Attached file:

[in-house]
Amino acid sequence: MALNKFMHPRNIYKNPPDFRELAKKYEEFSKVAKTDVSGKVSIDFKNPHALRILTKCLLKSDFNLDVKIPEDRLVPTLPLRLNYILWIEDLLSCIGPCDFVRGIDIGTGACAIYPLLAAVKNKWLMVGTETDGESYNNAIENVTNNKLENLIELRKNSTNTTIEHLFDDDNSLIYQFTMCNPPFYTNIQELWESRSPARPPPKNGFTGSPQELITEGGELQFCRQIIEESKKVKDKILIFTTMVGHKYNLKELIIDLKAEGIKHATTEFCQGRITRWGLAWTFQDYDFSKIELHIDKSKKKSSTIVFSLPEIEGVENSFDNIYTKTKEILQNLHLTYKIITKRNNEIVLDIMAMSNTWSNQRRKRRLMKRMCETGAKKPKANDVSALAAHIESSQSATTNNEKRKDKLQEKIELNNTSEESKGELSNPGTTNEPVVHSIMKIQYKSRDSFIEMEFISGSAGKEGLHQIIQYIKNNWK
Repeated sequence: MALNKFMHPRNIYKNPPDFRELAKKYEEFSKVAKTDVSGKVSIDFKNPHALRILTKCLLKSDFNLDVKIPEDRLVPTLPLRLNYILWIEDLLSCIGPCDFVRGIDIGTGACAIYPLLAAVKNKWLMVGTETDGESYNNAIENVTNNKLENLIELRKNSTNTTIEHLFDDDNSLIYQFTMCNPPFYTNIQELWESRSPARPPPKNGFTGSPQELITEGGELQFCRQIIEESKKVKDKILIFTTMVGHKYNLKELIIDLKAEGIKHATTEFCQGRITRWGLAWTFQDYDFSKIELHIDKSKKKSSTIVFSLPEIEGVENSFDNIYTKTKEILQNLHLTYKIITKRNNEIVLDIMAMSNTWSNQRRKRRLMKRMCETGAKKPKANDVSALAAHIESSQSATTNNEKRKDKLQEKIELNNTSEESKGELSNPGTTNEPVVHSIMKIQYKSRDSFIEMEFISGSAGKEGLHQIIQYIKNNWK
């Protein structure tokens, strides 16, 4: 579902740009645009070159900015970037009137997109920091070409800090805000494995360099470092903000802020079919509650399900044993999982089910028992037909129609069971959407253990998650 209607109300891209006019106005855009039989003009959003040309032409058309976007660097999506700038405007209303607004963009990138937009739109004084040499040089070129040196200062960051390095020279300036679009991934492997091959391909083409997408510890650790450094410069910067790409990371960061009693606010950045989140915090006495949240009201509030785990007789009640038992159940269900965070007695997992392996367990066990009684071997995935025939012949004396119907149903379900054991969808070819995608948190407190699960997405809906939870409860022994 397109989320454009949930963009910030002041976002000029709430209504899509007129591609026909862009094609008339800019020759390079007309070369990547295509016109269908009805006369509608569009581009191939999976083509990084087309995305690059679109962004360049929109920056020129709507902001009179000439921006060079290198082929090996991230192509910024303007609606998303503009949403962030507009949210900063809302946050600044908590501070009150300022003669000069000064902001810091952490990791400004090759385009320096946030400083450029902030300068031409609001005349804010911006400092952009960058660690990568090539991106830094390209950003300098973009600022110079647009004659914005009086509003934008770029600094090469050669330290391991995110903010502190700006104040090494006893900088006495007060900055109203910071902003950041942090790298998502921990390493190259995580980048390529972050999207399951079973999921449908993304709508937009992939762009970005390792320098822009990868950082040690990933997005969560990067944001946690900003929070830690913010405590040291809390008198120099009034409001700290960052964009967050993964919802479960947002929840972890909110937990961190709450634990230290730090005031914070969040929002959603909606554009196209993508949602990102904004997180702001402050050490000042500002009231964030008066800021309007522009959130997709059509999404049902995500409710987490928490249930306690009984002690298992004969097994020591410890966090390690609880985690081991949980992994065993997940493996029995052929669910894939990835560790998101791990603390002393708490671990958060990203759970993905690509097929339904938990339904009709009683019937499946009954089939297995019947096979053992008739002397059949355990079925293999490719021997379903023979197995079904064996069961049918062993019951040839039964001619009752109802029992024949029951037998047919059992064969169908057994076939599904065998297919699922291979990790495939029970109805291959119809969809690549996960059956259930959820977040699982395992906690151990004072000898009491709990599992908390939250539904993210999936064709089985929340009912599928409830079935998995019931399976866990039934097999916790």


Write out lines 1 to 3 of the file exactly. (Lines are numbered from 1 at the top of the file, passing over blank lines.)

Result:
[in-house]
Amino acid sequence: MALNKFMHPRNIYKNPPDFRELAKKYEEFSKVAKTDVSGKVSIDFKNPHALRILTKCLLKSDFNLDVKIPEDRLVPTLPLRLNYILWIEDLLSCIGPCDFVRGIDIGTGACAIYPLLAAVKNKWLMVGTETDGESYNNAIENVTNNKLENLIELRKNSTNTTIEHLFDDDNSLIYQFTMCNPPFYTNIQELWESRSPARPPPKNGFTGSPQELITEGGELQFCRQIIEESKKVKDKILIFTTMVGHKYNLKELIIDLKAEGIKHATTEFCQGRITRWGLAWTFQDYDFSKIELHIDKSKKKSSTIVFSLPEIEGVENSFDNIYTKTKEILQNLHLTYKIITKRNNEIVLDIMAMSNTWSNQRRKRRLMKRMCETGAKKPKANDVSALAAHIESSQSATTNNEKRKDKLQEKIELNNTSEESKGELSNPGTTNEPVVHSIMKIQYKSRDSFIEMEFISGSAGKEGLHQIIQYIKNNWK
Repeated sequence: MALNKFMHPRNIYKNPPDFRELAKKYEEFSKVAKTDVSGKVSIDFKNPHALRILTKCLLKSDFNLDVKIPEDRLVPTLPLRLNYILWIEDLLSCIGPCDFVRGIDIGTGACAIYPLLAAVKNKWLMVGTETDGESYNNAIENVTNNKLENLIELRKNSTNTTIEHLFDDDNSLIYQFTMCNPPFYTNIQELWESRSPARPPPKNGFTGSPQELITEGGELQFCRQIIEESKKVKDKILIFTTMVGHKYNLKELIIDLKAEGIKHATTEFCQGRITRWGLAWTFQDYDFSKIELHIDKSKKKSSTIVFSLPEIEGVENSFDNIYTKTKEILQNLHLTYKIITKRNNEIVLDIMAMSNTWSNQRRKRRLMKRMCETGAKKPKANDVSALAAHIESSQSATTNNEKRKDKLQEKIELNNTSEESKGELSNPGTTNEPVVHSIMKIQYKSRDSFIEMEFISGSAGKEGLHQIIQYIKNNWK